CORTECS Columns from Waters Corporation are new 1.6 micron solid-core UltraPerformance LC Columns that set a new standard in LC column performance. The higher efficiency brought with the columns allows laboratories to produce greater amounts of information faster with every chromatographic separation.
Ten projects that will enable non-government researchers to conduct clinical research at the National Institutes of Health’s Clinical Center in Bethesda, Md. were announced. Through these three-year, renewable awards of up to $500,000 per year, scientists from institutions across the United States will collaborate with government scientists in a highly specialized hospital setting.
Through memory loss, unnecessary information in the brain is deleted and the nervous system retains its plasticity. Previously, it was not clear if this process was active or passive, but scientists have now discovered a molecular mechanism that actively regulates the process of forgetting.
At least two camps have formed in the “breast cancer stem cell” world. One camp believes most cancers may come from stem cells—or stem-like progenitors—gone awry. Others agree cancers can be most virulent when reaching a stem cell-like state—but believe they may come from both stem cells and mature cells gone awry.
In a new study that could help doctors extend the lives of patients awaiting liver transplants, a Rice University-led team of researchers examined the metabolic breakdown that takes place in liver cells during late-stage cirrhosis and found clues that suggest new treatments to delay liver failure.
Veterans exposed to explosions who do not report symptoms of traumatic brain injury (TBI) may still have damage to the brain's white matter comparable to veterans with TBI, according to researchers at Duke Medicine and the U.S. Department of Veterans Affairs. The findings suggest that a lack of clear TBI symptoms following an explosion may not accurately reflect the extent of brain injury.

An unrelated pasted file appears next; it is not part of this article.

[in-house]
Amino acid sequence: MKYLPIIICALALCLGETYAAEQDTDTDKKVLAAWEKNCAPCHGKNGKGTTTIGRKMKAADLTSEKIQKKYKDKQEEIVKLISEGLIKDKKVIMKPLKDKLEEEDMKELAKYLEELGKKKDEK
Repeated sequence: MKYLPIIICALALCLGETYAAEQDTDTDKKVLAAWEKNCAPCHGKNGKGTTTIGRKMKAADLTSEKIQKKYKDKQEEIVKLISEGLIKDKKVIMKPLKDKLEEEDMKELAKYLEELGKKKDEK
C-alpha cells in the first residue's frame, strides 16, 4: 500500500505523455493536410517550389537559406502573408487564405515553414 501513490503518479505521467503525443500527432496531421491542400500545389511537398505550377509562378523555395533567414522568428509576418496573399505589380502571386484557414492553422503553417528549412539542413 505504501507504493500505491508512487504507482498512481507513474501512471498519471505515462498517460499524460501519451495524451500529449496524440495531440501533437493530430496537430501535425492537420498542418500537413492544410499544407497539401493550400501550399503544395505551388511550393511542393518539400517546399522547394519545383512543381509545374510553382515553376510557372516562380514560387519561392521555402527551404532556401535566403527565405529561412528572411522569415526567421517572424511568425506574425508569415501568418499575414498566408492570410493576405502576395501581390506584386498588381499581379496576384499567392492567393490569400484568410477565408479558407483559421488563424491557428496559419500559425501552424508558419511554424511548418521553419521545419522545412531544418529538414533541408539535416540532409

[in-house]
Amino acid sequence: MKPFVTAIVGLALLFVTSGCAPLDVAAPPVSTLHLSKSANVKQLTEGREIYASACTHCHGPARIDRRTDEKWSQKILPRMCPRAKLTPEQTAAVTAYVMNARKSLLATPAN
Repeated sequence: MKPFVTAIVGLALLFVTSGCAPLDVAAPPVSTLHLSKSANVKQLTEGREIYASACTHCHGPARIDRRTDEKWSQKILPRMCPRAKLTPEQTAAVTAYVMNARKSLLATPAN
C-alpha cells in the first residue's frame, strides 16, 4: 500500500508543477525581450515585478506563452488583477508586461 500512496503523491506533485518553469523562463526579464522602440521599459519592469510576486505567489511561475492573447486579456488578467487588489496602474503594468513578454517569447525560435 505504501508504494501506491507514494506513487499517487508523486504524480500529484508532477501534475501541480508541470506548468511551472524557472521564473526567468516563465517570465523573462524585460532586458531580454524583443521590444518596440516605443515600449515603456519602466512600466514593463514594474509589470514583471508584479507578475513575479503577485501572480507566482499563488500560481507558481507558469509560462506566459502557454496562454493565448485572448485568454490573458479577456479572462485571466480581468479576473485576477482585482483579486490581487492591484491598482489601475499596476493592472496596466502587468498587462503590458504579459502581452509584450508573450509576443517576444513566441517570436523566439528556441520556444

A of researchers has found evidence that photosensitizing a virus's membrane covering can inhibit its ability to enter cells and potentially lead to the development of stronger, cheaper medications to fight a host of tough viruses. The UCLA AIDS Institute study is part of ongoing research on a compound called LJ001, a "broad-spectrum" antiviral that can attack a wide range of microbes.
Johns Hopkins researchers report that people with chronic insomnia show more plasticity and activity than good sleepers in the part of the brain that controls movement. They found that the motor cortex in those with chronic insomnia was more adaptable to change - more plastic - than in a group of good sleepers. They also found more "excitability" among neurons in the same region of the brain among those with chronic insomnia.
When a cell is exposed to dangerous environmental conditions such as high temperatures or toxic substances, the cellular stress response, also called heat shock response, is initiated. Scientists could uncover an entire network of cellular helpers and thus identify new regulatory mechanisms of this stress response.
In biology, as in real estate, location matters. Working copies of active genes—called messenger RNAs or mRNAs—are positioned strategically throughout living tissues, and their location often helps regulate how cells and tissues grow and develop. But to analyze many mRNAs simultaneously, scientists have had to grind cells to a pulp, which left them no good way to pinpoint where those mRNAs sat within the cell.
In two new studies, the so-called “obesity hormone” leptin and hormones used for birth control are being examined for their potential role in the development of multiple sclerosis (MS).
Using a 3-D printer, biomedical engineers have developed a custom-fitted, implantable device with embedded sensors that could transform treatment and prediction of cardiac disorders. An international team of biomedical engineers and materials scientists have created a 3-D elastic membrane made of a soft, flexible, silicon material that is precisely shaped to match the heart’s epicardium, or the outer layer of the wall of the heart.